Clinton

An extra room was opened up so people could spread out while viewing the Clinton School Board meeting on Wednesday. Many were in attendance to speak out against alleged bullying behavior by Superintendent Jim Brewer and high teacher turnover.

CLINTON — Former staff and students as well as community members spoke out about alleged intimidation tactics used by Superintendent Jim Brewer and other administration at Wednesday’s Clinton school board meeting.

The attendance was so high, a large share of the audience was seated in the commons area while the board met in the library. The meeting was broadcast on a big screen set up in the commons area so attendees could watch the meeting and adhere to social distancing requirements.

Many of those supporting teachers wore black T-shirts, which one woman said was to mourn the loss of students and staff. One woman said the group is demanding an impartial third party investigate the administration’s treatment of staff. As people spoke out against administration during the public comment portion of the meeting, those attending in the commons erupted in applause at many of their statements.

Julie Barker, a former administrative assistant in counseling and athletics, brought a spreadsheet with her of 163 staff members who left in the past five years including 92 support staff, 60 teachers and 11 administrators. Barker said 13 staff left the school district last summer and only five received exit interviews.

“It’s time the board starts asking questions, listening, conducting exit interviews and addressing why dedicated staff members are leaving at an alarming rate,” she said. “Why do we have a superintendent that is allowed to bully, intimidate, manipulate and a school board that allows this type of behavior in a superintendent?”

“The mistreatment is real. Jim Brewer is not a fit leader,” said former student Brianna Gretschmann.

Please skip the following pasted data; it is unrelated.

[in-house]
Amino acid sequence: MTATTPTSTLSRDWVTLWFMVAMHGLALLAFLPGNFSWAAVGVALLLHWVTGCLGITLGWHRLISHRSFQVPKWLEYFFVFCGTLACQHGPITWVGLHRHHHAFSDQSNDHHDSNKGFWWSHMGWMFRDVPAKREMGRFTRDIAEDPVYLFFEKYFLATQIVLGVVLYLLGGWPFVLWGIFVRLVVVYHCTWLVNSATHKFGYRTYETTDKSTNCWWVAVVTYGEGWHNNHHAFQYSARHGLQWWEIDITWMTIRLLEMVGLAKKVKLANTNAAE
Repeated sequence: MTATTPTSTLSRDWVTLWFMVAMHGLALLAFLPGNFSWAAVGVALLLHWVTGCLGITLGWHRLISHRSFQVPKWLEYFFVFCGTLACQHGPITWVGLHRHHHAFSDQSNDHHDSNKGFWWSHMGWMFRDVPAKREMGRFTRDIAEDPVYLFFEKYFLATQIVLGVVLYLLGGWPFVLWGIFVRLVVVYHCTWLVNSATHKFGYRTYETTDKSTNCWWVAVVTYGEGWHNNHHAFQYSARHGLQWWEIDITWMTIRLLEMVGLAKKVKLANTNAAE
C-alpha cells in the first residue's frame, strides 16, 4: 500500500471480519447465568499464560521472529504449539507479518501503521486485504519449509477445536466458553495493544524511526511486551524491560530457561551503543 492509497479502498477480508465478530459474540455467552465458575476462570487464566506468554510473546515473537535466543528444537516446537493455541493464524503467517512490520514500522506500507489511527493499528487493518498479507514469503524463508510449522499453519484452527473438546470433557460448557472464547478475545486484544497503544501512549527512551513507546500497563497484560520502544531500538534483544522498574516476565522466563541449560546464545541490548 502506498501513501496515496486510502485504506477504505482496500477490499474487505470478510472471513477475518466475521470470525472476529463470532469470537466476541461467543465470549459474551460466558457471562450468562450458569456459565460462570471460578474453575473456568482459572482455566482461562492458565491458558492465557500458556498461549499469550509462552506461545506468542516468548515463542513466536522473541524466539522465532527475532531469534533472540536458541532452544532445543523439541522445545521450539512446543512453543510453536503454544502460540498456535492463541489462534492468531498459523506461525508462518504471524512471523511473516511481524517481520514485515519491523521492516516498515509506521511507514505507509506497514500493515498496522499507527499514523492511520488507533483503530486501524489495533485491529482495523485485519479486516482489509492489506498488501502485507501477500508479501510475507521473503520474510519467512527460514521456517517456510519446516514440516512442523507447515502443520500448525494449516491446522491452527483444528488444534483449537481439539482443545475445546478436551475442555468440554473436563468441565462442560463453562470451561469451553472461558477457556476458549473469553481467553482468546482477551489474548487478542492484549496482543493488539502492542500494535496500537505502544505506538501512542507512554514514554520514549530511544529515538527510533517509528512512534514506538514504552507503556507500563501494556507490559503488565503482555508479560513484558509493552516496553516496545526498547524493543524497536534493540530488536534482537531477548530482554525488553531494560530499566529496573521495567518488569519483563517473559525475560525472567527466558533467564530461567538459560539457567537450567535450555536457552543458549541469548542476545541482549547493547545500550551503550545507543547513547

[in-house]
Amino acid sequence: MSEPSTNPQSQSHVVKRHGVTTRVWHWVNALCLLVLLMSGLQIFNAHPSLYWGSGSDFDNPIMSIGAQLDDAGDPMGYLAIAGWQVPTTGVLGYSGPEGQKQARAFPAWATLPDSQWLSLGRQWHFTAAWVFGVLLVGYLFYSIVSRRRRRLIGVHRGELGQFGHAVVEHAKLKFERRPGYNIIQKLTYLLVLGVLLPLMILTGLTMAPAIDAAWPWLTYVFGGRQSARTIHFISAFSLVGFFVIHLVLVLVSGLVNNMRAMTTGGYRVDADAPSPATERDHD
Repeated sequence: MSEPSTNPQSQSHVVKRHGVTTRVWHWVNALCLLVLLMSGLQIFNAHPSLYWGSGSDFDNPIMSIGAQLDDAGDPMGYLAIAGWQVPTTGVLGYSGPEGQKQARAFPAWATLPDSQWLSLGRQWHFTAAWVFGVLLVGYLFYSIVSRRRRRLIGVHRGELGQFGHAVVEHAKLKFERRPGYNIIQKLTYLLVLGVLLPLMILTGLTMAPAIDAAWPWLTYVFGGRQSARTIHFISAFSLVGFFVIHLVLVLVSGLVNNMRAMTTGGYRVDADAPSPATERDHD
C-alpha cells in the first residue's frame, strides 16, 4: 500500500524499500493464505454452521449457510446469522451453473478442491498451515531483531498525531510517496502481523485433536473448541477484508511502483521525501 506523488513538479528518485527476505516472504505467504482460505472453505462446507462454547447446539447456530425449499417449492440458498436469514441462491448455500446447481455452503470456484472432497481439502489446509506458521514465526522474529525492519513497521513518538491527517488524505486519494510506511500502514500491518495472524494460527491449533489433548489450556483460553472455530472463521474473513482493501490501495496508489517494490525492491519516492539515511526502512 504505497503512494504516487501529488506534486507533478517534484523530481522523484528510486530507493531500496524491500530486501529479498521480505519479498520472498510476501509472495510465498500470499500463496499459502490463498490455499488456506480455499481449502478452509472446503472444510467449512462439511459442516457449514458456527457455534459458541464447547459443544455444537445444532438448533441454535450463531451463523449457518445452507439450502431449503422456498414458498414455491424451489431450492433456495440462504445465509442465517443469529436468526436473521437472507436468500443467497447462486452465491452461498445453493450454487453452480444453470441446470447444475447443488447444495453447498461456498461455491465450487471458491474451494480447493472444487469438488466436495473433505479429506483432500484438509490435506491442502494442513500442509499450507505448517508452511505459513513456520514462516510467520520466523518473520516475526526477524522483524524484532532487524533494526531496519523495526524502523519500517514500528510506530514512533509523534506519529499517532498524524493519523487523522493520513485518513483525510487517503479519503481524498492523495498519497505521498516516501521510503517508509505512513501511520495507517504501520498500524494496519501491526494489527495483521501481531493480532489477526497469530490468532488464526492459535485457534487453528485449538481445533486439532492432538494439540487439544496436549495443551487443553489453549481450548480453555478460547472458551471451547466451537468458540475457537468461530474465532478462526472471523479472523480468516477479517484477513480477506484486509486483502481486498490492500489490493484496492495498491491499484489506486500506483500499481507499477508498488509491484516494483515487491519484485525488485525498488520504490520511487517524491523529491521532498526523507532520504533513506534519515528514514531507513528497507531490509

Gretschmann said students should be comfortable, but when she was a student she had a new school counselor each year. She was able to build rapport and trust with band teacher Ben Brueggen, who is on an approved leave of absence. Gretschmann said the district lacks mental health services, but is also lacking the stability a young mind needs to flourish. She said she gathered 180 signatures on her online petition to remove Brewer and 300 followers on the “Clinton Community Supports Clinton Teachers” page on Facebook where she said she has received numerous comments on Brewer’s leadership.

Former Clinton music teacher Donna Hahn said she doesn’t think the current administration understands music or electives. She questioned why administration would remove a teacher and dismantle a team working well together.

“Mr. Brueggen should be reinstated and allowed to to teach the kids,” Hahn said.

English teacher Theresa Wellnitz said she raised questions about staff turnover, Brewer’s view of online teaching and other issues. She said Brewer then began to raise his voice and was belittling. He allegedly told her she wasn’t a good leader and needed to think about her place in Clinton.

“He said my department doesn’t work well together and swore at us,” she said.

Resident Tonya Miller said she had a folder of more than 40 quotes from those who urged her to speak out.

She said many staff members were told by Brewer they are replaceable and were mistreated by him and two other administrators.

“Exit interviews need to be given, reviewed and taken seriously,” Miller said.

Cathy Cernek, a former teacher and coach who left the district in 2017, said she felt relief after leaving a toxic environment while some other teachers endured four more years.

Scott Cernek, former teacher and coach, said he had a great career and lots of community support and said he was always treated with respect by Brewer. However, he said somehow administration became too powerful.

“There has to be a link between the board and the teachers,” he said.

Board Vice President Gary Gilbank said the board valued the feedback given and takes concerns seriously. However, with Brewer’s leadership the district is moving forward with goals and vision. He said the board members realize they aren’t perfect, but are committed to moving forward with a solutions-based approach. He said the board is confident in Brewer’s leadership.